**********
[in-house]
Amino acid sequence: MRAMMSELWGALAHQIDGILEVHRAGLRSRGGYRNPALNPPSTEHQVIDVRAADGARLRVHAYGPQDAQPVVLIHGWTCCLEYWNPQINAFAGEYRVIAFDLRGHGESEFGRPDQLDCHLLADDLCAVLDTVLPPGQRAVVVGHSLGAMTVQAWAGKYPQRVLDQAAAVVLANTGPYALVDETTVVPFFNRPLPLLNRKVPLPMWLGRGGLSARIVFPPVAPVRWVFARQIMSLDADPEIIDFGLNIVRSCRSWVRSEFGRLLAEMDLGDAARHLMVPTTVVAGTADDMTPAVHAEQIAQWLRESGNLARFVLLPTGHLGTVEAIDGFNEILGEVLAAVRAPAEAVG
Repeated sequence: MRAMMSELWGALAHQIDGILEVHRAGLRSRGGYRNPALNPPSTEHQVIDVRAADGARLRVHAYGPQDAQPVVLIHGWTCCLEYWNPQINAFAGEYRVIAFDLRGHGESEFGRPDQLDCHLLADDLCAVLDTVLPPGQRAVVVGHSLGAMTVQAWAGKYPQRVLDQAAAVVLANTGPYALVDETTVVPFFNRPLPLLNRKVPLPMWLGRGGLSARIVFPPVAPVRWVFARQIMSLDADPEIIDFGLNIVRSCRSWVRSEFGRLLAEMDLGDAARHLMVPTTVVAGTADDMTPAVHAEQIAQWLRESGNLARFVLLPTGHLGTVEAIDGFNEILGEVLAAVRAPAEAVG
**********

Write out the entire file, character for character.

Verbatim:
[in-house]
Amino acid sequence: MRAMMSELWGALAHQIDGILEVHRAGLRSRGGYRNPALNPPSTEHQVIDVRAADGARLRVHAYGPQDAQPVVLIHGWTCCLEYWNPQINAFAGEYRVIAFDLRGHGESEFGRPDQLDCHLLADDLCAVLDTVLPPGQRAVVVGHSLGAMTVQAWAGKYPQRVLDQAAAVVLANTGPYALVDETTVVPFFNRPLPLLNRKVPLPMWLGRGGLSARIVFPPVAPVRWVFARQIMSLDADPEIIDFGLNIVRSCRSWVRSEFGRLLAEMDLGDAARHLMVPTTVVAGTADDMTPAVHAEQIAQWLRESGNLARFVLLPTGHLGTVEAIDGFNEILGEVLAAVRAPAEAVG
Repeated sequence: MRAMMSELWGALAHQIDGILEVHRAGLRSRGGYRNPALNPPSTEHQVIDVRAADGARLRVHAYGPQDAQPVVLIHGWTCCLEYWNPQINAFAGEYRVIAFDLRGHGESEFGRPDQLDCHLLADDLCAVLDTVLPPGQRAVVVGHSLGAMTVQAWAGKYPQRVLDQAAAVVLANTGPYALVDETTVVPFFNRPLPLLNRKVPLPMWLGRGGLSARIVFPPVAPVRWVFARQIMSLDADPEIIDFGLNIVRSCRSWVRSEFGRLLAEMDLGDAARHLMVPTTVVAGTADDMTPAVHAEQIAQWLRESGNLARFVLLPTGHLGTVEAIDGFNEILGEVLAAVRAPAEAVG